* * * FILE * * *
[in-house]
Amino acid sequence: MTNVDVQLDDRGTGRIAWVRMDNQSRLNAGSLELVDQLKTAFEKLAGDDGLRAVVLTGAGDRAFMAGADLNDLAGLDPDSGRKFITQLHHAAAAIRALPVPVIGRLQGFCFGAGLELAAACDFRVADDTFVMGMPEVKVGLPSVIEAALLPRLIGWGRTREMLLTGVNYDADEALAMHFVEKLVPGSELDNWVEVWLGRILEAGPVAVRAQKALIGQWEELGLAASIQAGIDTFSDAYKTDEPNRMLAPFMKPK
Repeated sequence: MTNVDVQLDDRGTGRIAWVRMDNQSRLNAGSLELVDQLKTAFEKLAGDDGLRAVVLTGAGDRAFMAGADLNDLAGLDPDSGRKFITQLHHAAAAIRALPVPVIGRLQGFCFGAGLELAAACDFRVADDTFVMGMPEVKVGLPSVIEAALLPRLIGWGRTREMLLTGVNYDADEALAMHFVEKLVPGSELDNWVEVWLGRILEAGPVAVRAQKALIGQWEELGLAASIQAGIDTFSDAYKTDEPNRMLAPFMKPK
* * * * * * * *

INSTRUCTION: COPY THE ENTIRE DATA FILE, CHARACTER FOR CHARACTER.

[in-house]
Amino acid sequence: MTNVDVQLDDRGTGRIAWVRMDNQSRLNAGSLELVDQLKTAFEKLAGDDGLRAVVLTGAGDRAFMAGADLNDLAGLDPDSGRKFITQLHHAAAAIRALPVPVIGRLQGFCFGAGLELAAACDFRVADDTFVMGMPEVKVGLPSVIEAALLPRLIGWGRTREMLLTGVNYDADEALAMHFVEKLVPGSELDNWVEVWLGRILEAGPVAVRAQKALIGQWEELGLAASIQAGIDTFSDAYKTDEPNRMLAPFMKPK
Repeated sequence: MTNVDVQLDDRGTGRIAWVRMDNQSRLNAGSLELVDQLKTAFEKLAGDDGLRAVVLTGAGDRAFMAGADLNDLAGLDPDSGRKFITQLHHAAAAIRALPVPVIGRLQGFCFGAGLELAAACDFRVADDTFVMGMPEVKVGLPSVIEAALLPRLIGWGRTREMLLTGVNYDADEALAMHFVEKLVPGSELDNWVEVWLGRILEAGPVAVRAQKALIGQWEELGLAASIQAGIDTFSDAYKTDEPNRMLAPFMKPK